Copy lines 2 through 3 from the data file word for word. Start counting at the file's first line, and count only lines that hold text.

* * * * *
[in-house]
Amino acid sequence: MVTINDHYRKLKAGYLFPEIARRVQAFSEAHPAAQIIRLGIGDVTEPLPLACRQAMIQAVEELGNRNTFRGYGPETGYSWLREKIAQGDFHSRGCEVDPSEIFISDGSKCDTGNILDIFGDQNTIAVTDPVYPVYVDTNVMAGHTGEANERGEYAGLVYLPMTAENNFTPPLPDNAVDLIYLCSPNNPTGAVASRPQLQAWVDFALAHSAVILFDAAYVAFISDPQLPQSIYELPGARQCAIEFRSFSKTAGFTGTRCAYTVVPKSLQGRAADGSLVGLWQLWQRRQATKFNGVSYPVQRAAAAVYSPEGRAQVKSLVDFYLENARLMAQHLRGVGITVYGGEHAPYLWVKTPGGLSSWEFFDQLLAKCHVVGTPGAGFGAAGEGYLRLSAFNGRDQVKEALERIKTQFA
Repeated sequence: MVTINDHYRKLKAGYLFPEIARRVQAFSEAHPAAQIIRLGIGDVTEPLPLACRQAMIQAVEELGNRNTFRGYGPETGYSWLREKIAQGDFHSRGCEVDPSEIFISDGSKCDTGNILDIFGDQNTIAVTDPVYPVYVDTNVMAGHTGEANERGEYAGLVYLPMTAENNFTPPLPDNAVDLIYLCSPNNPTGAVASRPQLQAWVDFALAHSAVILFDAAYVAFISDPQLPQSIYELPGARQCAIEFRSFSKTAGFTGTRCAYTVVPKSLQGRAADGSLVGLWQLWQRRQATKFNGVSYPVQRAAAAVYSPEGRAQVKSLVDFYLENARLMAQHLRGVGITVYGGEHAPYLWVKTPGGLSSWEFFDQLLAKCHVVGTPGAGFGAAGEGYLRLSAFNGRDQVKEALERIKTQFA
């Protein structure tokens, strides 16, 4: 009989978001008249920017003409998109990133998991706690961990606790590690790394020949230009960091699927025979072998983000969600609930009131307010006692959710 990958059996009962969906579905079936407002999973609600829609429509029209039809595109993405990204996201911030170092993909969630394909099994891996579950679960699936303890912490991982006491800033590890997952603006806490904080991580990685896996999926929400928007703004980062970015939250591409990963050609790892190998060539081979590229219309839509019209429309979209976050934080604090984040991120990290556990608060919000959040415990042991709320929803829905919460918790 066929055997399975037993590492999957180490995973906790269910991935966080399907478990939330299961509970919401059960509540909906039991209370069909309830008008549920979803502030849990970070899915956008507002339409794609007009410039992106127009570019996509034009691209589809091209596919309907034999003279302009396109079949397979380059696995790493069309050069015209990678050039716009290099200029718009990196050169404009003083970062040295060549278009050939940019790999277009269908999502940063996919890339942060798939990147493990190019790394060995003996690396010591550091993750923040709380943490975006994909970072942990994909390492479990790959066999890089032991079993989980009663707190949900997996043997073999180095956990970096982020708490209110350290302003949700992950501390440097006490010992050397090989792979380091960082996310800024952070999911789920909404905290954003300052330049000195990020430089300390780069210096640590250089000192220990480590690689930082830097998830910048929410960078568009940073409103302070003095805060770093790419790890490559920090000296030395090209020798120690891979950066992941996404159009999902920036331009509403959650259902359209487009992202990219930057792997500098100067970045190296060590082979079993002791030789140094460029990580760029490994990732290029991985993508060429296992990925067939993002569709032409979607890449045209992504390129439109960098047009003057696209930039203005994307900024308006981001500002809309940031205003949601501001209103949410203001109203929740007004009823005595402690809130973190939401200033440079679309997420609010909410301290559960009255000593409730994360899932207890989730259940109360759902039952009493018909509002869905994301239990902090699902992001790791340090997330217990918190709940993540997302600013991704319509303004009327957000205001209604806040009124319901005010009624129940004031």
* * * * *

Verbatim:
Amino acid sequence: MVTINDHYRKLKAGYLFPEIARRVQAFSEAHPAAQIIRLGIGDVTEPLPLACRQAMIQAVEELGNRNTFRGYGPETGYSWLREKIAQGDFHSRGCEVDPSEIFISDGSKCDTGNILDIFGDQNTIAVTDPVYPVYVDTNVMAGHTGEANERGEYAGLVYLPMTAENNFTPPLPDNAVDLIYLCSPNNPTGAVASRPQLQAWVDFALAHSAVILFDAAYVAFISDPQLPQSIYELPGARQCAIEFRSFSKTAGFTGTRCAYTVVPKSLQGRAADGSLVGLWQLWQRRQATKFNGVSYPVQRAAAAVYSPEGRAQVKSLVDFYLENARLMAQHLRGVGITVYGGEHAPYLWVKTPGGLSSWEFFDQLLAKCHVVGTPGAGFGAAGEGYLRLSAFNGRDQVKEALERIKTQFA
Repeated sequence: MVTINDHYRKLKAGYLFPEIARRVQAFSEAHPAAQIIRLGIGDVTEPLPLACRQAMIQAVEELGNRNTFRGYGPETGYSWLREKIAQGDFHSRGCEVDPSEIFISDGSKCDTGNILDIFGDQNTIAVTDPVYPVYVDTNVMAGHTGEANERGEYAGLVYLPMTAENNFTPPLPDNAVDLIYLCSPNNPTGAVASRPQLQAWVDFALAHSAVILFDAAYVAFISDPQLPQSIYELPGARQCAIEFRSFSKTAGFTGTRCAYTVVPKSLQGRAADGSLVGLWQLWQRRQATKFNGVSYPVQRAAAAVYSPEGRAQVKSLVDFYLENARLMAQHLRGVGITVYGGEHAPYLWVKTPGGLSSWEFFDQLLAKCHVVGTPGAGFGAAGEGYLRLSAFNGRDQVKEALERIKTQFA